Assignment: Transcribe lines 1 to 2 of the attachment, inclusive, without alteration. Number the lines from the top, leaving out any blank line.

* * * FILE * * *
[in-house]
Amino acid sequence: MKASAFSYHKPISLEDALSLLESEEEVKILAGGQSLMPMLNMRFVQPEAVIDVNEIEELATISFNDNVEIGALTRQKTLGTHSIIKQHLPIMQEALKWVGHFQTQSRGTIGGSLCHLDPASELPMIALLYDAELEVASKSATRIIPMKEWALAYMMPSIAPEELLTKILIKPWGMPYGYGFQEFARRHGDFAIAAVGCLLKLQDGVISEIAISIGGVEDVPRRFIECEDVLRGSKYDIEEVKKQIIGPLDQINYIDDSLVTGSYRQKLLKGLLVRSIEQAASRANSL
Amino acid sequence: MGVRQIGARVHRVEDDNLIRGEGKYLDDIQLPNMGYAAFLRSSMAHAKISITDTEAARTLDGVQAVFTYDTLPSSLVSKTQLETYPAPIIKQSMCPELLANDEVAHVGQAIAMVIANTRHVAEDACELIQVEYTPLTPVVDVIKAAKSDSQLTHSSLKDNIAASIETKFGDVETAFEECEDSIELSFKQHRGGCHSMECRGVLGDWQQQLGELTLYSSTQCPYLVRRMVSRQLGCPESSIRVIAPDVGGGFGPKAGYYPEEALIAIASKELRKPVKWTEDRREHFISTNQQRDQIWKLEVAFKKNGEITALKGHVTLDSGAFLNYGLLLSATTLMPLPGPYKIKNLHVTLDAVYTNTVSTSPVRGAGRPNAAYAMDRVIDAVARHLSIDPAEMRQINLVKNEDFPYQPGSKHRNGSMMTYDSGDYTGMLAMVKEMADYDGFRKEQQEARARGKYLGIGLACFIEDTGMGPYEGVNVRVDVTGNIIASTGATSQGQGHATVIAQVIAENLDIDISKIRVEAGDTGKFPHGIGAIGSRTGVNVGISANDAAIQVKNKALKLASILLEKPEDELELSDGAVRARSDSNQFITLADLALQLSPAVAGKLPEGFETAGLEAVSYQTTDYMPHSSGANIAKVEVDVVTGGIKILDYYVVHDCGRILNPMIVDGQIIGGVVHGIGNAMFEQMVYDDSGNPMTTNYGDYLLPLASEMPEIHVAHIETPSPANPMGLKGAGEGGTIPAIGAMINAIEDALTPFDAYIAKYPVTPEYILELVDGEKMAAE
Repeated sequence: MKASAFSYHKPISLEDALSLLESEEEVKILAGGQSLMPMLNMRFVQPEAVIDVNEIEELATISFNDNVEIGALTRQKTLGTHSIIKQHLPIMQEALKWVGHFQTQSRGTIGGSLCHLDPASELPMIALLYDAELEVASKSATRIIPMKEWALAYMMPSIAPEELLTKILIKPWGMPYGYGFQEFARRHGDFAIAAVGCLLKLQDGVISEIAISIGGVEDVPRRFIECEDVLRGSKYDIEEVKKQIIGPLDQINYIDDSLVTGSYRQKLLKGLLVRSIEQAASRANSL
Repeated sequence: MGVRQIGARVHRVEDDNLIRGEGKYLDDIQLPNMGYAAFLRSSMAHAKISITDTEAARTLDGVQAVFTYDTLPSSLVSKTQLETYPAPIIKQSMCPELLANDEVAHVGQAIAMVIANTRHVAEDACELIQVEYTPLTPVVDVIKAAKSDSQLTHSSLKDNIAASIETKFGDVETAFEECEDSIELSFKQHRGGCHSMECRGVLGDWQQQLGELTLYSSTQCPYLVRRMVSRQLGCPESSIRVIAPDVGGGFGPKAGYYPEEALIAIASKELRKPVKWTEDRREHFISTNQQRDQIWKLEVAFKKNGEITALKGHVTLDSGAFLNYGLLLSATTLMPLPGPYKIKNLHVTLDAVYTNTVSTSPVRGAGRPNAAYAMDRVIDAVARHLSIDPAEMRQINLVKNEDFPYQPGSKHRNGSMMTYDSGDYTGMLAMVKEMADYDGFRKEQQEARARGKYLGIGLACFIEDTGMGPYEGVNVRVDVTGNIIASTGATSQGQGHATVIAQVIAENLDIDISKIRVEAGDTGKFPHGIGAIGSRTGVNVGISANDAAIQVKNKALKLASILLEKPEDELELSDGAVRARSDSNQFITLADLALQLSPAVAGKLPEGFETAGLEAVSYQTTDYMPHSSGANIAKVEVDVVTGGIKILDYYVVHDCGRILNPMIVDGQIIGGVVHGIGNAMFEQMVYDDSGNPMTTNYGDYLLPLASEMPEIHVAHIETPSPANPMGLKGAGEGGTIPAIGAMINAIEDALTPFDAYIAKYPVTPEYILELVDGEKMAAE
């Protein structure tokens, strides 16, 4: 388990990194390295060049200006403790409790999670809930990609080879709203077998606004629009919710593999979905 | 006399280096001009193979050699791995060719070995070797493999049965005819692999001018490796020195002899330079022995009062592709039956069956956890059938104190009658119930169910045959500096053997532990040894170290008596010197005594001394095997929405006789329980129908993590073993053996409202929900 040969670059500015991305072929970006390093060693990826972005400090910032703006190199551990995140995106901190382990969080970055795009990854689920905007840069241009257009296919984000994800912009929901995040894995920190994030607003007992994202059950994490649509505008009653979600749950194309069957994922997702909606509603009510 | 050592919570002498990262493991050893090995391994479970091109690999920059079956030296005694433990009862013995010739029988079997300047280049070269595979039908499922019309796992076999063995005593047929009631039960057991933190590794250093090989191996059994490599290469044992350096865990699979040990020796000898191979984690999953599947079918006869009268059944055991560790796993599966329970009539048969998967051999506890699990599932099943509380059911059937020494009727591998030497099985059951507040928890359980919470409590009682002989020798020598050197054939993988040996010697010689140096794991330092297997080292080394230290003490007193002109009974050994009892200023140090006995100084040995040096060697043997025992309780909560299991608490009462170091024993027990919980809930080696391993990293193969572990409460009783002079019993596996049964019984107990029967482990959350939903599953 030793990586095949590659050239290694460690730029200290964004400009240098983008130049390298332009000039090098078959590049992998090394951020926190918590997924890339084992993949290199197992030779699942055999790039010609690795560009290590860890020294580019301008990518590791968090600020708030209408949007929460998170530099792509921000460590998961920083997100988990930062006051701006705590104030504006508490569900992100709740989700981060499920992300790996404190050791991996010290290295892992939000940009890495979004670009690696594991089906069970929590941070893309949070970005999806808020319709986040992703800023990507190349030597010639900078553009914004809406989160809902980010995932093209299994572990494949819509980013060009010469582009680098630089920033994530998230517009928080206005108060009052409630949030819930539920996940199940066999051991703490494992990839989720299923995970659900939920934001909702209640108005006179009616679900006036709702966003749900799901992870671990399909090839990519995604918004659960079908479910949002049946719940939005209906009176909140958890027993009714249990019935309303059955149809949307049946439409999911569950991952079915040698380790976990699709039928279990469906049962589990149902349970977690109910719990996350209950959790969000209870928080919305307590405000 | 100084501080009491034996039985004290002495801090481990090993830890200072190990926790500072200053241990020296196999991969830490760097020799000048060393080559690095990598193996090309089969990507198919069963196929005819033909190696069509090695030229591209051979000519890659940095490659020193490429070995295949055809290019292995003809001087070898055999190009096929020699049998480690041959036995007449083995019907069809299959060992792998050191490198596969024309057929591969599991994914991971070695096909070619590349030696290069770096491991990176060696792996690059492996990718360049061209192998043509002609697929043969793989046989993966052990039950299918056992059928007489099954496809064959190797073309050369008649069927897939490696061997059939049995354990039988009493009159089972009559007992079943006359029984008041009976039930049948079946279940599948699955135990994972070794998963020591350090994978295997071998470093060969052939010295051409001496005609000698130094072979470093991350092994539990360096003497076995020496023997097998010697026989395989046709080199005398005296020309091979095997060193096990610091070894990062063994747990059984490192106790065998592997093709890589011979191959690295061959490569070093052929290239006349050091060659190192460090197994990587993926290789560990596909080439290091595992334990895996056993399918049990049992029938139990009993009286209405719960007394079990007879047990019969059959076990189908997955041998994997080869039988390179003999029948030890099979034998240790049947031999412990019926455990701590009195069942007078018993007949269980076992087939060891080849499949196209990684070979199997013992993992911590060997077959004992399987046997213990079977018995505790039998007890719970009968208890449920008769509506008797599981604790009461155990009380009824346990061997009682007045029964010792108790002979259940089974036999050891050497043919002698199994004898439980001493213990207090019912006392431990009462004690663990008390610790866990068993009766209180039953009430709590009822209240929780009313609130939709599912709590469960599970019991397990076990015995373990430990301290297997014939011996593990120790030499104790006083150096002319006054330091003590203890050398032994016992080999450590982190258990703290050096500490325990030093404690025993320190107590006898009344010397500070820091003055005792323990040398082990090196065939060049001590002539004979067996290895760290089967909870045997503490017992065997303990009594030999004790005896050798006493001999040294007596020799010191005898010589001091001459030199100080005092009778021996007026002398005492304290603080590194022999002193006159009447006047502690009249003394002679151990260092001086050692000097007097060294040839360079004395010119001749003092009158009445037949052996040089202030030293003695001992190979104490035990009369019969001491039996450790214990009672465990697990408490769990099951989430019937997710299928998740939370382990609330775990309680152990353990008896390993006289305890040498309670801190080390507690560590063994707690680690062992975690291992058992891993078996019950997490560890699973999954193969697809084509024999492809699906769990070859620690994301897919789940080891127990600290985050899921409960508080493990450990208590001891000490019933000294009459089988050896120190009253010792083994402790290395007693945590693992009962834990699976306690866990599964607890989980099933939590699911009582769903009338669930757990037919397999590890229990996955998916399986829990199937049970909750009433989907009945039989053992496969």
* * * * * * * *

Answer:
[in-house]
Amino acid sequence: MKASAFSYHKPISLEDALSLLESEEEVKILAGGQSLMPMLNMRFVQPEAVIDVNEIEELATISFNDNVEIGALTRQKTLGTHSIIKQHLPIMQEALKWVGHFQTQSRGTIGGSLCHLDPASELPMIALLYDAELEVASKSATRIIPMKEWALAYMMPSIAPEELLTKILIKPWGMPYGYGFQEFARRHGDFAIAAVGCLLKLQDGVISEIAISIGGVEDVPRRFIECEDVLRGSKYDIEEVKKQIIGPLDQINYIDDSLVTGSYRQKLLKGLLVRSIEQAASRANSL